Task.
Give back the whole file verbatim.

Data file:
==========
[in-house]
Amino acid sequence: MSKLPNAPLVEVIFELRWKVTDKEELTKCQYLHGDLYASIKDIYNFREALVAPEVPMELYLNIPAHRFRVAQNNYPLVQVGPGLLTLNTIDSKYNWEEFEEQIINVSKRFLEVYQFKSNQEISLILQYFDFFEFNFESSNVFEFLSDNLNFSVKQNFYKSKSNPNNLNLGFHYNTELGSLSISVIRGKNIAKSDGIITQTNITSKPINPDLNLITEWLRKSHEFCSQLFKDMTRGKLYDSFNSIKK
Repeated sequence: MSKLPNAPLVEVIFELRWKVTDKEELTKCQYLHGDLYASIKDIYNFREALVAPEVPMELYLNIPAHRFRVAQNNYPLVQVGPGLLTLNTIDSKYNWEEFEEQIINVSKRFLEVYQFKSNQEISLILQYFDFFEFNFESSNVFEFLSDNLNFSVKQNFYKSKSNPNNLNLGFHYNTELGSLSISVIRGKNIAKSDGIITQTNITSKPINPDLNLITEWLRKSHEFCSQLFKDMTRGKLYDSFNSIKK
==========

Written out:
[in-house]
Amino acid sequence: MSKLPNAPLVEVIFELRWKVTDKEELTKCQYLHGDLYASIKDIYNFREALVAPEVPMELYLNIPAHRFRVAQNNYPLVQVGPGLLTLNTIDSKYNWEEFEEQIINVSKRFLEVYQFKSNQEISLILQYFDFFEFNFESSNVFEFLSDNLNFSVKQNFYKSKSNPNNLNLGFHYNTELGSLSISVIRGKNIAKSDGIITQTNITSKPINPDLNLITEWLRKSHEFCSQLFKDMTRGKLYDSFNSIKK
Repeated sequence: MSKLPNAPLVEVIFELRWKVTDKEELTKCQYLHGDLYASIKDIYNFREALVAPEVPMELYLNIPAHRFRVAQNNYPLVQVGPGLLTLNTIDSKYNWEEFEEQIINVSKRFLEVYQFKSNQEISLILQYFDFFEFNFESSNVFEFLSDNLNFSVKQNFYKSKSNPNNLNLGFHYNTELGSLSISVIRGKNIAKSDGIITQTNITSKPINPDLNLITEWLRKSHEFCSQLFKDMTRGKLYDSFNSIKK